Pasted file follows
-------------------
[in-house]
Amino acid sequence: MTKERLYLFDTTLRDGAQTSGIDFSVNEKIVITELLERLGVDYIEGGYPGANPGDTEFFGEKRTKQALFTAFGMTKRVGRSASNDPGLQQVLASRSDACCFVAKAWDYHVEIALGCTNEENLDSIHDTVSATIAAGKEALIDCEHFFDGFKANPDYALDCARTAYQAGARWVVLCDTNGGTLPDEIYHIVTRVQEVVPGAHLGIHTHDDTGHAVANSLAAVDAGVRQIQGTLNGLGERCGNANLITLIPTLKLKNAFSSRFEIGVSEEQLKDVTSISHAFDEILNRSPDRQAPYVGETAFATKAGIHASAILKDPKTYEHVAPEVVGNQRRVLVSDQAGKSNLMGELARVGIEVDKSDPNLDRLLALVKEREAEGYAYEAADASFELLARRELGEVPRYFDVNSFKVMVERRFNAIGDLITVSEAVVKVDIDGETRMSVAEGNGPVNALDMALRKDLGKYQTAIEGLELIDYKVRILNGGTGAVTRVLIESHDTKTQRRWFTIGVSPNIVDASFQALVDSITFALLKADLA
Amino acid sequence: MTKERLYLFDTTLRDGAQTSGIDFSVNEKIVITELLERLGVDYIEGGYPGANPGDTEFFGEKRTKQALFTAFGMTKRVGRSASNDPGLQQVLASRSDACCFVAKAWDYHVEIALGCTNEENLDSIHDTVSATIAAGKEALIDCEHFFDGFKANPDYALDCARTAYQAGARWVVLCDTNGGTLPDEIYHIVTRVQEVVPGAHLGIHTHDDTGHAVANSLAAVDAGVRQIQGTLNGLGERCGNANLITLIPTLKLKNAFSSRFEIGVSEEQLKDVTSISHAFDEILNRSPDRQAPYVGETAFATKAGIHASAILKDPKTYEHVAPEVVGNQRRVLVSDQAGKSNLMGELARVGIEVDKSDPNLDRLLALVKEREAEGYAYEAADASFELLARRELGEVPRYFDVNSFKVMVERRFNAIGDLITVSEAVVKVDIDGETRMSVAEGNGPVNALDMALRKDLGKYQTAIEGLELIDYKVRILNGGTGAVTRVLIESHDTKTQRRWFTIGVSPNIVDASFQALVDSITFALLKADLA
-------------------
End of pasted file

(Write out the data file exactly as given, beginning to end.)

[in-house]
Amino acid sequence: MTKERLYLFDTTLRDGAQTSGIDFSVNEKIVITELLERLGVDYIEGGYPGANPGDTEFFGEKRTKQALFTAFGMTKRVGRSASNDPGLQQVLASRSDACCFVAKAWDYHVEIALGCTNEENLDSIHDTVSATIAAGKEALIDCEHFFDGFKANPDYALDCARTAYQAGARWVVLCDTNGGTLPDEIYHIVTRVQEVVPGAHLGIHTHDDTGHAVANSLAAVDAGVRQIQGTLNGLGERCGNANLITLIPTLKLKNAFSSRFEIGVSEEQLKDVTSISHAFDEILNRSPDRQAPYVGETAFATKAGIHASAILKDPKTYEHVAPEVVGNQRRVLVSDQAGKSNLMGELARVGIEVDKSDPNLDRLLALVKEREAEGYAYEAADASFELLARRELGEVPRYFDVNSFKVMVERRFNAIGDLITVSEAVVKVDIDGETRMSVAEGNGPVNALDMALRKDLGKYQTAIEGLELIDYKVRILNGGTGAVTRVLIESHDTKTQRRWFTIGVSPNIVDASFQALVDSITFALLKADLA
Amino acid sequence: MTKERLYLFDTTLRDGAQTSGIDFSVNEKIVITELLERLGVDYIEGGYPGANPGDTEFFGEKRTKQALFTAFGMTKRVGRSASNDPGLQQVLASRSDACCFVAKAWDYHVEIALGCTNEENLDSIHDTVSATIAAGKEALIDCEHFFDGFKANPDYALDCARTAYQAGARWVVLCDTNGGTLPDEIYHIVTRVQEVVPGAHLGIHTHDDTGHAVANSLAAVDAGVRQIQGTLNGLGERCGNANLITLIPTLKLKNAFSSRFEIGVSEEQLKDVTSISHAFDEILNRSPDRQAPYVGETAFATKAGIHASAILKDPKTYEHVAPEVVGNQRRVLVSDQAGKSNLMGELARVGIEVDKSDPNLDRLLALVKEREAEGYAYEAADASFELLARRELGEVPRYFDVNSFKVMVERRFNAIGDLITVSEAVVKVDIDGETRMSVAEGNGPVNALDMALRKDLGKYQTAIEGLELIDYKVRILNGGTGAVTRVLIESHDTKTQRRWFTIGVSPNIVDASFQALVDSITFALLKADLA